Keil's camera looks beyond baseline
Monday 28 August 2000
Inspired by Andy Warhol, Mark Keil, a 33-year-old American journeyman tennis professional, bought a digital camcorder and filmed 140 candid hours of life on the tour which he now plans to turn into a documentary,
Beyond The Baseline.
Inspired by Andy Warhol, Mark Keil, a 33-year-old American journeyman tennis professional, bought a digital camcorder and filmed 140 candid hours of life on the tour which he now plans to turn into a documentary, Beyond The Baseline.
Keil, the winner of five doubles titles, has one claim to fame as a singles player - a victory against a youthful Pete Sampras in the Stella Artois Championships at Queen's.
This highlight of Keil's career featured in a 12-minute trailer of the film shown during a reception Keil and his partner, Geoff Grant, gave here at the Tribeca Grand Hotel on the eve of the US Open, which starts today.
The only problem Keil and Grant have, apart from finding a producer to fund the $350,000 needed to finish their project, is that Sampras - who plays Martin Damm of the Czech Republic in the first round - is the only player who has not given his permission to be included him in the film.
"We've had releases from everybody except Pete," Grant said. "Actually, we were told by somebody at his agent's office that Pete didn't want to be in it. Basically, they didn't think it would be right for his image."
Keil remains optimistic. "Hopefully Pete will do it," he said. "He's a friend, and the best player who ever played the game. If he doesn't want to be in it we'll understand, but we hope he changes his mind, because we think this film will be good for the game."
The project began to evolve when Keil was on honeymoon in December 1998.
"I was reading a biography of Andy Warhol, and he always had a camera with him. I got interested and bought a digital camera and started filming some of the guys."
Grant, who has shared some memorable moments on the court with Keil, said: "I think tennis is an amazing sub-culture and entertainment vehicle. It's not just about players who win Grand Slams. There are a lot of players involved. The film will show who we are and help people understand our world."
Keil said he has footage that shows Tim Henman, the British No 1, to be "one of the funniest guys in the locker room", and added that "Sir Greg Rusedski, from Montreal, Canada" is not overlooked.
Marcelo Rios, unusually accomodating, apparently told Keil: "Hey, man, you can film me on court, in here [the locker room], anything you want." Anna Kournikova, though, turned camera-shy with Keil in hot pursuit along a corridor.
Keil even managed to get close enough to Sampras and Becker when they played doubles together at Queen's last year to record their conversation during a change-over.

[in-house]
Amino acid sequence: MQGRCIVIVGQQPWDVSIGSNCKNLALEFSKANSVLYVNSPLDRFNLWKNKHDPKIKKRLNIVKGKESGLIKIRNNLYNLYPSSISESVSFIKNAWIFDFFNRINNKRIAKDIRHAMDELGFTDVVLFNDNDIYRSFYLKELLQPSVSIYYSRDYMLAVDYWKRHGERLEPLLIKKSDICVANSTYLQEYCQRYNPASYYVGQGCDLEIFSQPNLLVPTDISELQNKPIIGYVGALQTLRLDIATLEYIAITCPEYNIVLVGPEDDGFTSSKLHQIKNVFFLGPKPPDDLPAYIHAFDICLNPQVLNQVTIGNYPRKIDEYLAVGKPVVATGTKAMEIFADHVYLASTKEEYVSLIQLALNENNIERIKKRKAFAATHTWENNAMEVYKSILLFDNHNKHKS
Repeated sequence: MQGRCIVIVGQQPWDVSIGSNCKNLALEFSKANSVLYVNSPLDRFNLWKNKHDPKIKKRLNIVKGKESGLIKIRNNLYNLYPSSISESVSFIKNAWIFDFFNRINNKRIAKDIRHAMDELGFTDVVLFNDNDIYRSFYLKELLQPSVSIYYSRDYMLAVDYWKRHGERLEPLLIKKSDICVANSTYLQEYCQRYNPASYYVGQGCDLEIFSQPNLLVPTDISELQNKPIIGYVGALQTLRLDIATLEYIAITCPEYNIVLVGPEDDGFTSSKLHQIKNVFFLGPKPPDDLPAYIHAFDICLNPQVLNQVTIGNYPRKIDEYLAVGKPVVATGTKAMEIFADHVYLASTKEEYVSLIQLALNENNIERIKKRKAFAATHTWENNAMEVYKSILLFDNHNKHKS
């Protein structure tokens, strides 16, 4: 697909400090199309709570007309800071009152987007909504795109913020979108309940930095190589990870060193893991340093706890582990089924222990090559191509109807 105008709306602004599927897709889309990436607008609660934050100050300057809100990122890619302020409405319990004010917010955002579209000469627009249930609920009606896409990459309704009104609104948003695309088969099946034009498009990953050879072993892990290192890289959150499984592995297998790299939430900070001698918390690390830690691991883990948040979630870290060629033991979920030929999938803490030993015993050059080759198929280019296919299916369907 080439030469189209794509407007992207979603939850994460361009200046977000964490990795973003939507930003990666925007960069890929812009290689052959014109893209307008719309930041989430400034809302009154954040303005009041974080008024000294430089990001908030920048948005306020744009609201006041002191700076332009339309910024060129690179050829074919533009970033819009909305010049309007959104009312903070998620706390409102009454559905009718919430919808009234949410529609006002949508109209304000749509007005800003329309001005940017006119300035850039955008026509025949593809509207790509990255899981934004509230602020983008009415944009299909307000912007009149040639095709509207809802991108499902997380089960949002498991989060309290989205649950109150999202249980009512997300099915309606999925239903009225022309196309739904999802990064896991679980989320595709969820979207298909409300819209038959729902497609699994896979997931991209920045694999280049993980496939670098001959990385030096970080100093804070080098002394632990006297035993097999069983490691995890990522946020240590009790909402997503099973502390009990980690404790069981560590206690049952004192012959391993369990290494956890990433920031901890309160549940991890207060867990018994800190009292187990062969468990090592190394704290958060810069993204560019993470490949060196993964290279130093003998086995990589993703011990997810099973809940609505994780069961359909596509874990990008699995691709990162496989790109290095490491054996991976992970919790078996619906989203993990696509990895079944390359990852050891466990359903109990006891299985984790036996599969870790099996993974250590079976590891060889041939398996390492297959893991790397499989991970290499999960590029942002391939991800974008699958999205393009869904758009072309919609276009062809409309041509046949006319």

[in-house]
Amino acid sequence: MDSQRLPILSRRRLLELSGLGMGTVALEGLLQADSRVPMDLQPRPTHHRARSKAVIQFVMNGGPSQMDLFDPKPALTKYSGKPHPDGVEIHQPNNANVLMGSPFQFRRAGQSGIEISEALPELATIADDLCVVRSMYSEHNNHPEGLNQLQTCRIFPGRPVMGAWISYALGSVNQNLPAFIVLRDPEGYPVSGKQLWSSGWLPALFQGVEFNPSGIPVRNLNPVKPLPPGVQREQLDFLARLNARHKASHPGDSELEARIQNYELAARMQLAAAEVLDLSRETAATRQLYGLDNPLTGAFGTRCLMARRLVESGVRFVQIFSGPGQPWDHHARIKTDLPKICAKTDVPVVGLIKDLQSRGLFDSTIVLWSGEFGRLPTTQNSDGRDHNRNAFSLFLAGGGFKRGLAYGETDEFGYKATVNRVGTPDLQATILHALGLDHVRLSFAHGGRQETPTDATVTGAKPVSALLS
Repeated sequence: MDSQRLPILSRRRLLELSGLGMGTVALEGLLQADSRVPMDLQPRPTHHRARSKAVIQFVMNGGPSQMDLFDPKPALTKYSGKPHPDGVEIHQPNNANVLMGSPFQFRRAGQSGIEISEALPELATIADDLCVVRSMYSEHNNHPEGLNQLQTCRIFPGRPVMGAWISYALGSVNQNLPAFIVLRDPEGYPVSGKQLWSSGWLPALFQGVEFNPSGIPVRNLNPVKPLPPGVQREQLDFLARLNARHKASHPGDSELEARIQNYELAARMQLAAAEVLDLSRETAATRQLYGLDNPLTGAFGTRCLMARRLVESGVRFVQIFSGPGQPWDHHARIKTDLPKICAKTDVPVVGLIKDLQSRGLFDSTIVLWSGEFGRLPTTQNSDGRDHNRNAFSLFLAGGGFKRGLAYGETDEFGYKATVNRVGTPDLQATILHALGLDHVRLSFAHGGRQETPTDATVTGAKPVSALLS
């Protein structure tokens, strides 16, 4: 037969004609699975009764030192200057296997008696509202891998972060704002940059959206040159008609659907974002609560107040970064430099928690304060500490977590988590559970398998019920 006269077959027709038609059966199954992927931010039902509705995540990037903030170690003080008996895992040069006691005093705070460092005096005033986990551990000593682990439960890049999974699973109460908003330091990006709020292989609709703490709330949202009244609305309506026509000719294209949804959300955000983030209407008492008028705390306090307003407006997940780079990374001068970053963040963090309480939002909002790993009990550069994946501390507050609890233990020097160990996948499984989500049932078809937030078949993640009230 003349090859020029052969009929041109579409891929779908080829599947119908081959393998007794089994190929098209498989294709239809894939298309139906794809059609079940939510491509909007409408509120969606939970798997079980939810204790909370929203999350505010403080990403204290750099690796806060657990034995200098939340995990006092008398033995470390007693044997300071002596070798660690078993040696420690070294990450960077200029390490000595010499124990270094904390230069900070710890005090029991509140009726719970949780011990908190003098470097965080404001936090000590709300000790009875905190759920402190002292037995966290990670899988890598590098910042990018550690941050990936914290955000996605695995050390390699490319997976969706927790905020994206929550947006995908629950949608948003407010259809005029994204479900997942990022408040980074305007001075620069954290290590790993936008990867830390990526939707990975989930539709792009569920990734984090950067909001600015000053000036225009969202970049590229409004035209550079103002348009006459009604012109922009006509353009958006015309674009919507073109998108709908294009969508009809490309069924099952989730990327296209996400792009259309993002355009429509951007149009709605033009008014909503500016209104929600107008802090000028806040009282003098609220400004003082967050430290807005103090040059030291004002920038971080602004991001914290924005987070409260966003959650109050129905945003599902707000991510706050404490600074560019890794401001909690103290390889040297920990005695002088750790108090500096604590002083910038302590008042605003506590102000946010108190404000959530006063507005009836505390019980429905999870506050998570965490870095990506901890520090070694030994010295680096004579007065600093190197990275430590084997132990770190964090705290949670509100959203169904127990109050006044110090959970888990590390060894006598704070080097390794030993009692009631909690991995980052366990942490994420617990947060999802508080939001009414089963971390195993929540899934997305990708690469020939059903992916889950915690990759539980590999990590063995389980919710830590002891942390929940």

Sampras: "Well, what's going on in your life?"
Becker: "We're having another baby, in August."
Sampras: "Have you picked out a name?"
Becker: "Not yet."
Sampras: "How about Pete?"
Becker: "Pete Becker. Hmmm."
Sampras: "He'd have a big serve."
The baby was born a month later and the Beckers named him Abraham.
It will be interesting to see if Keil's camera is catching the warts and all at Flushing Meadow, where a record $15m in prize money is at stake over the next fortnight.
Andre Agassi, the defending champion and top seed, is drawn to play Sampras, seeded No 4, in the men's singles semi-finals, although Henman, the 11th seed, may be in a position to spoil the American dream. Spurred by his recent run of encouraging form on American hard courts, Henman is projected to play Sampras in the quarter-finals. He meets the Spaniard, Fernando Vicente, in the first round, while Rusedski meets the Swede, Magnus Gustafsson.
Gustavo Kuerten, the No 2 seed, Safin, and Sweden's Magnus Norman are all among the contenders for the title, and Australia's Pat Rafter, the 1997 and 1998 champion, is adamant that his problematic right shoulder will withstand the challenge.
"I don't have any worries about being fit enough and strong enough to play a lot of matches," said Rafter.
The Williams sisters light up the women's singles with the possibility that they will meet in the final. Serena, the defending champion, appears to have recovered from a foot injury, and Venus, the Wimbledon champion, is on a roll of 19 consecutive wins. No wonder they both smiled at Keil's prying lens.
* The British pair Jamie Delgado and Barry Cowan have both come through the US Open qualifying competition. Delgado beat Takao Suzuki of Japan 6-2 3-6 6-4, while Cowan overcame his compatriot Martin Lee 7-6 2-6 7-5. The pair both drew Germans in the first round, with Delgado facing Tommy Haas while Cowan plays Jens Knippschild.
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